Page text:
what do you do with the wood that you seized from campers. is this realy because of the incects or is it that if campers brijng thear own wood they are not buying from the parks. Ithink it is the latter I own a bush lot & have no trouble with beatels I think this is a lot of bull.

  2. Gary says:

    I agree with stopping the spread of tree deseases, but the problem is the wood you buy at camp grounds is wet and only good for a smoke signal. This has happened two years in a row at Rushing River. So to enjoy a fire you almost have to bring your own wood.

    Regards,

  3. Laurie says:

    If you live in Hamilton, can you bring along any wood that is not Ash?

  4. Ralf Fiedler says:

    A nobel endeavour,however in my 60 years never I mean NEVER have we been able to stop nature from filling a niche.
    ever
    and we never will
    the most recent -Emeral ash Borer – is well pasted Toronto and likley at its limit due to our winters,yet we still ban moves out of Essex county.
    Remember the ‘firebreak’ between lakes Erie and St clair?
    Never give up but be realistic

  5. Robert Lefebvre says:

    How do staff determine where the firewood came from? I live, and source my wood, outside of the regulated area.

    I have attempted to purchase firewood at the park several times in the past, and each time, the wood was not seasoned and very difficult to burn. Other campers confirmed my findings and had similar frustration. This initiative would be more effective if the Parks sold seasoned wood.

  6. David Shaver says:

    Hi all. We visit Bass Lake park a few times a year and have found that the firewood and kindling that the park sells is a good value, and nice and dry. Now we aren’t the type that burns a fire all day long, rather we just have a fire at night after supper.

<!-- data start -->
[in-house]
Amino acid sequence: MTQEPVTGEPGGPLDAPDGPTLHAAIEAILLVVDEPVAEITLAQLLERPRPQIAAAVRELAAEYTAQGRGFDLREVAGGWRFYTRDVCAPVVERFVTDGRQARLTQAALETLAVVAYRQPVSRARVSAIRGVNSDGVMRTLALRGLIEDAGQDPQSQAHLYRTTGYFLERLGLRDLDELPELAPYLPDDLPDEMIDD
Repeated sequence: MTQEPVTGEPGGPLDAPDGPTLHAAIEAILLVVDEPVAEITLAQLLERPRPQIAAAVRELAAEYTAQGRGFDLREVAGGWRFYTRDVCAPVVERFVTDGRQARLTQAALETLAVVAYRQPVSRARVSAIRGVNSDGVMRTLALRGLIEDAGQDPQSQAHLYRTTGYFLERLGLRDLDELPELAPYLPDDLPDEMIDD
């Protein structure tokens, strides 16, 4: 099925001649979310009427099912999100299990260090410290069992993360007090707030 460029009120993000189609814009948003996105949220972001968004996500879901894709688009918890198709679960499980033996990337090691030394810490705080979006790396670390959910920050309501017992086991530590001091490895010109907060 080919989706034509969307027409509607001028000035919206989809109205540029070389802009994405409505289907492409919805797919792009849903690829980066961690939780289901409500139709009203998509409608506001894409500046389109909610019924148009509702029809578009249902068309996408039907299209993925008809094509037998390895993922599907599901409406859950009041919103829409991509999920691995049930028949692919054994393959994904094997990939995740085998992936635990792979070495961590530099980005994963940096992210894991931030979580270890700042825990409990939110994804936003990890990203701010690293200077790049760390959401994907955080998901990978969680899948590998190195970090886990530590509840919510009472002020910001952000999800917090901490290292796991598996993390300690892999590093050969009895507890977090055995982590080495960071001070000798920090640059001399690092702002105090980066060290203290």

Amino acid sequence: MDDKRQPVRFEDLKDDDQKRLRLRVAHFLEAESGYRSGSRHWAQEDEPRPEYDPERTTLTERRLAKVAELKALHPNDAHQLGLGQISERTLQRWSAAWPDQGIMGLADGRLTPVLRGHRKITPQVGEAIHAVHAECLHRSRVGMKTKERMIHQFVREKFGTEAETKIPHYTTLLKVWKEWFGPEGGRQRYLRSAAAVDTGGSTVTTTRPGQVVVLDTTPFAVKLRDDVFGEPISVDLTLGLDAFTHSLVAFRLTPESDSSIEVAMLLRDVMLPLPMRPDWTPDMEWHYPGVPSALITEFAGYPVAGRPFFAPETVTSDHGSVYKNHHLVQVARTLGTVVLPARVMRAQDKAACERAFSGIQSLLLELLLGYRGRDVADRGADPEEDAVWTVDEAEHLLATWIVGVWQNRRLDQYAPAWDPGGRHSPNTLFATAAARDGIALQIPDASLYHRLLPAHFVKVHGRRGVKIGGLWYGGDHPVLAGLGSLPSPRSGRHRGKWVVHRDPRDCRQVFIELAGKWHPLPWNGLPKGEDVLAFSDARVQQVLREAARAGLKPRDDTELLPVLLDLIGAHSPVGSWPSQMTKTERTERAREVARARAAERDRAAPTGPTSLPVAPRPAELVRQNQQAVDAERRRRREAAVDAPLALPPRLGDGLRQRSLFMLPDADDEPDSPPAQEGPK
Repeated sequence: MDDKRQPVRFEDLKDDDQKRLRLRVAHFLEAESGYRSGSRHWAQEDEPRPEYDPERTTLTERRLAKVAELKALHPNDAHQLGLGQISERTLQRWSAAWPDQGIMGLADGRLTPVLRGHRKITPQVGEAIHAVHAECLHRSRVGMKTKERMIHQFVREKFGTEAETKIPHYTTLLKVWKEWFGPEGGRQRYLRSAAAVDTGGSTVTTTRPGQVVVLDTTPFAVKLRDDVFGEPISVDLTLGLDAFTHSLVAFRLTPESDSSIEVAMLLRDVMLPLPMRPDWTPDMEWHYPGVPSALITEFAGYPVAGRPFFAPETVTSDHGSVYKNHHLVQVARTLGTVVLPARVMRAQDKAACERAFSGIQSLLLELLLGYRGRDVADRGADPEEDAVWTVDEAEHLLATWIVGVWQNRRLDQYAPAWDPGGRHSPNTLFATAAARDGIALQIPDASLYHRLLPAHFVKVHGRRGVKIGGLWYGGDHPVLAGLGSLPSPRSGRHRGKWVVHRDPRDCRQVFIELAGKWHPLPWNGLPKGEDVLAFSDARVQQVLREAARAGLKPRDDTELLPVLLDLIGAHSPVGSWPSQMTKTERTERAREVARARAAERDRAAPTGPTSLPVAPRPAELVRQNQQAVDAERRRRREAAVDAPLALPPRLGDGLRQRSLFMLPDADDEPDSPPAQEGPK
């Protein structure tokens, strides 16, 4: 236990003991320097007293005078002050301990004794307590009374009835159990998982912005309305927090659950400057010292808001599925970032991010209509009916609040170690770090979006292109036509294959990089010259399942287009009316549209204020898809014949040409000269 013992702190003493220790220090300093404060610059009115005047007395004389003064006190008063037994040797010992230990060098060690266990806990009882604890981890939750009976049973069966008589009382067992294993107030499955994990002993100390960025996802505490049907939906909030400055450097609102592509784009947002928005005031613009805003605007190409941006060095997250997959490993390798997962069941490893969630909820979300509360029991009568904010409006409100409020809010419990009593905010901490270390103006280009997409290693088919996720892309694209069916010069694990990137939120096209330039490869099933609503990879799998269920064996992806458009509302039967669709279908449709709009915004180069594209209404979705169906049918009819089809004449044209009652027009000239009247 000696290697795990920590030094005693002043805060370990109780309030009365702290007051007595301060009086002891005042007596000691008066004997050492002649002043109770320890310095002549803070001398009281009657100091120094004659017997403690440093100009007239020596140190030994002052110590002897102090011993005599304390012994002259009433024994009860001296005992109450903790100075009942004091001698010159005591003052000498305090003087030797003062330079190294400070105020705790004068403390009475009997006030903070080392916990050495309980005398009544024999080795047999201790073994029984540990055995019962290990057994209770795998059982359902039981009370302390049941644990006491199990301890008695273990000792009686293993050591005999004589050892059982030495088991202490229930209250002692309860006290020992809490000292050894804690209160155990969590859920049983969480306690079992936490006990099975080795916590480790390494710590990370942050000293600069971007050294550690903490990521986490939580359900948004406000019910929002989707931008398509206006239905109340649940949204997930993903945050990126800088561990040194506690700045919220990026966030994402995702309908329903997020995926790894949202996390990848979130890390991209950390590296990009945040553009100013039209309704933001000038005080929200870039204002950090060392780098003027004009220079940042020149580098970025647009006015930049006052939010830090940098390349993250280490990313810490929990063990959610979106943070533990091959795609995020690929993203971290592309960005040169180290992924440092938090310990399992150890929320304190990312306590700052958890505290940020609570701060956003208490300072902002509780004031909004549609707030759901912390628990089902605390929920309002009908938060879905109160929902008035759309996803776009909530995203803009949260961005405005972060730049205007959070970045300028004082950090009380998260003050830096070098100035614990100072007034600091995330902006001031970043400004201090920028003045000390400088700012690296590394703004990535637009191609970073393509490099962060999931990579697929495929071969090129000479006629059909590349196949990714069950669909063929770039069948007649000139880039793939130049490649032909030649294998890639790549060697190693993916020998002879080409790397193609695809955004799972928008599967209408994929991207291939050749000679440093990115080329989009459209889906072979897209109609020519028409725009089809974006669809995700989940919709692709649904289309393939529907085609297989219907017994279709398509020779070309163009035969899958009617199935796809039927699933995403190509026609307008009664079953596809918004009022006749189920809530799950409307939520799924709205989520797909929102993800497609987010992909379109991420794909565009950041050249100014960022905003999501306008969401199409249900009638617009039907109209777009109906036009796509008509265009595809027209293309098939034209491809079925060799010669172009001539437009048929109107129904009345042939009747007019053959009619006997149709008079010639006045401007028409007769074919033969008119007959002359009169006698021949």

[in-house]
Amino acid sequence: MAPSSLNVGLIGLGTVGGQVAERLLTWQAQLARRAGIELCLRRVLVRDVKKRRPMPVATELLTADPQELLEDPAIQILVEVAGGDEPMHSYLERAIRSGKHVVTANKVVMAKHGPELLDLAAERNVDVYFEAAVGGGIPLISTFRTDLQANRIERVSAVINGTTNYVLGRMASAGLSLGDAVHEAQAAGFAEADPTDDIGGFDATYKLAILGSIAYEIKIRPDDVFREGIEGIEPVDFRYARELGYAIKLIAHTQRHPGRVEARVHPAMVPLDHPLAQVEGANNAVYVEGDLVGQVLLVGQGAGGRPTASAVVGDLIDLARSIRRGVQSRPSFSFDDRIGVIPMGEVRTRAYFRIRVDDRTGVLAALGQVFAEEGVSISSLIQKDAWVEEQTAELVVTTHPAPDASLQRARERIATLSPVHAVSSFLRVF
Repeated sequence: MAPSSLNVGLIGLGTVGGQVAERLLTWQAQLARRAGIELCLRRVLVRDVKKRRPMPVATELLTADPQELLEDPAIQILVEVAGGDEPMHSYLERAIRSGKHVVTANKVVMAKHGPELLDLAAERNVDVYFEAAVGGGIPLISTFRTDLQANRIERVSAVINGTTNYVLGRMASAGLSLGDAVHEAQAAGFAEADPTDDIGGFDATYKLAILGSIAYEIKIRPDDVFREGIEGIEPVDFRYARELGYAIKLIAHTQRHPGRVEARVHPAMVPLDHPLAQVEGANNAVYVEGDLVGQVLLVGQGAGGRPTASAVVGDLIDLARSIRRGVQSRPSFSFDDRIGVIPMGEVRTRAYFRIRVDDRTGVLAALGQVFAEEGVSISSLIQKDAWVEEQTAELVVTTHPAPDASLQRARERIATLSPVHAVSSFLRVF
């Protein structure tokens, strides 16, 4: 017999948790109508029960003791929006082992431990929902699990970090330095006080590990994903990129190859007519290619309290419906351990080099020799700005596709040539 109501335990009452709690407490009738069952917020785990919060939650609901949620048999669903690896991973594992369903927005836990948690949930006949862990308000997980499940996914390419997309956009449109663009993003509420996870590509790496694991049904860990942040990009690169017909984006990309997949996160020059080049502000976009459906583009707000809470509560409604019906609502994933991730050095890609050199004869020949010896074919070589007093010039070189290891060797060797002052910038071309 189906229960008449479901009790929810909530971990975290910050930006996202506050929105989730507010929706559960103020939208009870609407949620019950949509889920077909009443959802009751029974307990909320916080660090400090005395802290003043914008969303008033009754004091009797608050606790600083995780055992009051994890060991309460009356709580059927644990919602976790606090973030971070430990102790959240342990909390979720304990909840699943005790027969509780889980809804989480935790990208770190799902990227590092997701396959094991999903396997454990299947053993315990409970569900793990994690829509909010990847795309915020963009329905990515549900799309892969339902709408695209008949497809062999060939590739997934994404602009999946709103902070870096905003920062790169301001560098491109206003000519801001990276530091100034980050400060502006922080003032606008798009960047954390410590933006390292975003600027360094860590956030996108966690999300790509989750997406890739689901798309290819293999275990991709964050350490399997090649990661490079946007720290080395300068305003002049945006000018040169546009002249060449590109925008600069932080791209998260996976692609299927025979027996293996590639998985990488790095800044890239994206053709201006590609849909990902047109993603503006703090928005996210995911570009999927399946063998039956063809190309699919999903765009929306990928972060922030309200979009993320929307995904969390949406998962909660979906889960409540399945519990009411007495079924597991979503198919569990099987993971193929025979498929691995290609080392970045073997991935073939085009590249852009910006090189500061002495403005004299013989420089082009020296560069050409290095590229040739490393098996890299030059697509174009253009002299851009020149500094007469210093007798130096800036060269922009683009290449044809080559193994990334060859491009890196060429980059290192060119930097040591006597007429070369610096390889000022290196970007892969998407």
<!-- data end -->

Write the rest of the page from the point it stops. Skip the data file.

The park firewood is hardwood and we find that two bags plus a bag of kindling does us nicely for 7 evenings.

    Oh, and by buying at the parks it is just another way to support the great service that we are pleased to enjoy.

    Enjoy

    David

  7. Patricia Fosty says:

    Do I understand correctly that non-Ash firewood from Manitoba can be brought into Ontario?

  8. Mark Reshaur says:

    If you want people to leave their wood at home then you need to provide affordable alternatives. When people are charged $7.50 for a small bundle of mill edge cuts they decide to bring their own wood.

  9. Shayne McCulloch says:

    HI,

    I will be camping this August at a provincial park and was planning on bringing pieces of Cedar hydro poles to burn. Would this be acceptable as there is no creosote present in the wood .

  10. Pat Lawson says:

    I hope the wood we must now buy will be better quality than in years past. It was the only reason we would bring our own as the quality offered at Killarney’s store was so poor – not dry.

  11. Lou Descarie says:

    If the cost of wood was not so high more people would by it from the park and not bring their own.
    You can buy wood near most parks for much cheaper.
    even cheaper if you bring it from homr.
    at 7:50 a bag for 10 nights it adds a substantial cost to your camping.